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CyAN Mobile App Helps Communities Detect Cyanobacteria in U.S. Water Bodies

A cyanobacteria harmful algal bloom in Lake Hersha, Ohio.A cyanobacteria harmful algal bloom in Lake Hersha, Ohio. Read about EPA researchers new mobile app to detect algal blooms in freshwater systems. Published July 16, 2019.

Since the passing of the Clean Water Act in 1972, water quality in the United States has improved significantly, but threats to clean and safe water still exist. One of these threats is harmful algal blooms.

Certain environmental conditions in water bodies can intensify algae growth, causing algal blooms. Blooms with the potential to harm human health or aquatic ecosystems are referred to as harmful algal blooms. One type of harmful algal bloom is a cyanobacteria harmful algal bloom. These blooms produce toxins and cause nuisance odors, hypoxia, and unappealing surface scums that create a potential for adverse human health exposures and ecological impacts. These negative impacts to drinking water sources can increase drinking water treatment costs for communities. They also impact the local economy, via revenue loss from recreation and businesses that rely on safe and clean water.

The most effective way of protecting public health from harmful algal blooms is knowing ahead of time to avoid water containing cyanobacteria. However, this is hard to do because most cyanobacteria events are dealt with reactively, after the bloom has occurred in response to the visual, odor, or toxin confirmation.  That is why EPA has developed the Cyanobacteria Assessment Network mobile app, an early warning indicator system for algal blooms in U.S. freshwater systems, which will allow local water quality managers to proactively plan for cyanobacteria harmful algal blooms in their communities.

Water quality managers need access to current, inexpensive and quality data to protect water resources. In 2015, EPA, NASA, NOAA, and USGS began work on the Cyanobacteria Assessment Network (CyAN). In 2017, EPA launched CyAN as a mobile app for Android devices and it was only available to project collaborators, until now. The CyAN App is now publicly available for Android devices and can be downloaded from the Google Play Store.  ​Learn more about and download the CyANapp.

Though satellite data have been available for many years, use in decision-making has been hindered by complicated data formats and the time burden to process and access the data. The CyAN App gives water quality managers the ability to easily assess satellite derived cyanobacteria biomass concentrations occurring over larger lakes and reservoirs across the country. This app reduces the need for scientific expertise in satellite data processing, analysis and interpretation, and eliminates barriers to computer hardware requirements associated with the use of satellite data files. In this easy to use, customizable interface, managers can rapidly distill critical water quality information for their communities.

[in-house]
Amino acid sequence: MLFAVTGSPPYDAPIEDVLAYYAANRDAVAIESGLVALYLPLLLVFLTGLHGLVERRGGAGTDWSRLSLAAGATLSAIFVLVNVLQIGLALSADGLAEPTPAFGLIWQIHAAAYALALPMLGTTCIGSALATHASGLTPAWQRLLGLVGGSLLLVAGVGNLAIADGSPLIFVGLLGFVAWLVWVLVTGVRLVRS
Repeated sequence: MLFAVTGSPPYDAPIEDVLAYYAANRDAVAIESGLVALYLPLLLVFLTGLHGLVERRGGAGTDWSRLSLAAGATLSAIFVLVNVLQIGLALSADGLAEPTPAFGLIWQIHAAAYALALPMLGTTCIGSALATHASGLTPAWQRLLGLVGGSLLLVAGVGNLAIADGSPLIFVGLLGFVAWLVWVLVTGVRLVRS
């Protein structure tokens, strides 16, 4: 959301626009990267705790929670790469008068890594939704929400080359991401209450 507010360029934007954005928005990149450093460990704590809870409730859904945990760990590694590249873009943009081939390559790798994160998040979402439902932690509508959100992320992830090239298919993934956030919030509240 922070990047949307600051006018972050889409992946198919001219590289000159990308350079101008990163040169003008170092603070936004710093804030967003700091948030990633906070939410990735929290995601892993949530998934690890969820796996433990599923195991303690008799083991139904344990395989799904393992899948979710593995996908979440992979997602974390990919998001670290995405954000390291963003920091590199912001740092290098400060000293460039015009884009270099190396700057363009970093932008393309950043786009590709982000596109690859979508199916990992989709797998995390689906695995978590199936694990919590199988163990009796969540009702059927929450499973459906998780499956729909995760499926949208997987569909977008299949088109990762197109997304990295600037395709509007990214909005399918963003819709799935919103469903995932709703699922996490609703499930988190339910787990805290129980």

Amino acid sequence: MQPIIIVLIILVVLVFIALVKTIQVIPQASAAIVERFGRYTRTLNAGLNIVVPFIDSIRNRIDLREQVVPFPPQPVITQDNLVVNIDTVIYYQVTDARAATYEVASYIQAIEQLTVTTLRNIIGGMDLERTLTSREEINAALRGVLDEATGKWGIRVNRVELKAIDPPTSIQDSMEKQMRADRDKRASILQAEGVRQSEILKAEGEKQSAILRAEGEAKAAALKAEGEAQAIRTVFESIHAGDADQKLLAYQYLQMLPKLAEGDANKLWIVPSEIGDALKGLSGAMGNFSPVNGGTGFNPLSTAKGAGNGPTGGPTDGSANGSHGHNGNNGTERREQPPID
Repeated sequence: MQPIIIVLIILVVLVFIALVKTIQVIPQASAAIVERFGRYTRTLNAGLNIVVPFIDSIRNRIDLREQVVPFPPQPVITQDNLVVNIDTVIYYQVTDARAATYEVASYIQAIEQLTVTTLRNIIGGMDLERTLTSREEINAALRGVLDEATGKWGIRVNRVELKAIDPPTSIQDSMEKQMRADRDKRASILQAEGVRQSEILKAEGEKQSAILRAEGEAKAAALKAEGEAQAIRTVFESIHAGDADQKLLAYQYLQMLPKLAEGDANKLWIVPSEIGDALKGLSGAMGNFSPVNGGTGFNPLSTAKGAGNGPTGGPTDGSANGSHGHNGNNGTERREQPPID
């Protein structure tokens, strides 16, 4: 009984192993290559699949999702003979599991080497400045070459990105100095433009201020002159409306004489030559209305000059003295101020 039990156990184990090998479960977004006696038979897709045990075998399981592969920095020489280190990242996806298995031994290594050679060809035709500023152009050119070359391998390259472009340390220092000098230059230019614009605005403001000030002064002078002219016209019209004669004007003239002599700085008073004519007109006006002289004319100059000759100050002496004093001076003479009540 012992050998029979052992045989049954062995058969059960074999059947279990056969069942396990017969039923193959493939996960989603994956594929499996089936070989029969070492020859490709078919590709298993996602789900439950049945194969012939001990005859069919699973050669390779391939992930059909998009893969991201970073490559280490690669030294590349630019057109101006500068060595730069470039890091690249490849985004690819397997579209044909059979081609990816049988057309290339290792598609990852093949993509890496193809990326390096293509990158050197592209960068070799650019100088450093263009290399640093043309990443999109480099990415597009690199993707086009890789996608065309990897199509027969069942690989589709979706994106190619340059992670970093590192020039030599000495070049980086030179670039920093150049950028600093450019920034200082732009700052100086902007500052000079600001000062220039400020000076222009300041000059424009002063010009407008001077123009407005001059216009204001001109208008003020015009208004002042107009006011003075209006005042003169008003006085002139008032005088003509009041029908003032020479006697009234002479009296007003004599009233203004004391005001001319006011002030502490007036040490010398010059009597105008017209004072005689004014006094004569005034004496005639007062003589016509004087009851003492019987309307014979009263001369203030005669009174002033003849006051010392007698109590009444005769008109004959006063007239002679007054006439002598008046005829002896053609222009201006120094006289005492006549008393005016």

The georeferenced data in the app allow water quality managers the ability to passively monitor a specific water body without having to filter through other numerous satellite images that aren’t associated with their area of interest. Simply, users open the app once a week to receive the updated imagery and monitoring data for locations of interest for the current season. The app provides approximately 70% of the monitoring information, whereas the remaining information (such as identifying site locations of interest and setting warning thresholds) is input by the user during the app settings setup process.

Several communities have beta tested and used the app to assist in water quality management. In 2017, app functionality and satellite data were successfully demonstrated against 25 state health advisories, across seven states.

Benjamin Holcomb from the Utah Department of Water Quality provided helpful feedback on the use of CyAN in his community.

“The images we've been receiving through the CyAN project have been tremendously helpful to the Utah Division of Water Quality (UDWQ), providing the foundation for a wide range of useful outputs,” Holcomb shared. “It allows UDWQ to better target field sampling and more efficiently use our limited resources to protect public health. Finally, images are easily shared with response agencies as a useful visual communication aid.”

Angela Shambaugh from the Vermont Department of Environmental Conservation has used Cyan to monitor the lakes in her state, saying that “large lakes like Lake Champlain have an extremely patchy distribution of cyanobacteria due to varying environmental conditions and lake shape. The CyAN App helps viewers visualize that patchiness and provides additional context for our [cyanobacteria] Tracker Map which shares data gathered by our cyanobacteria monitoring program.”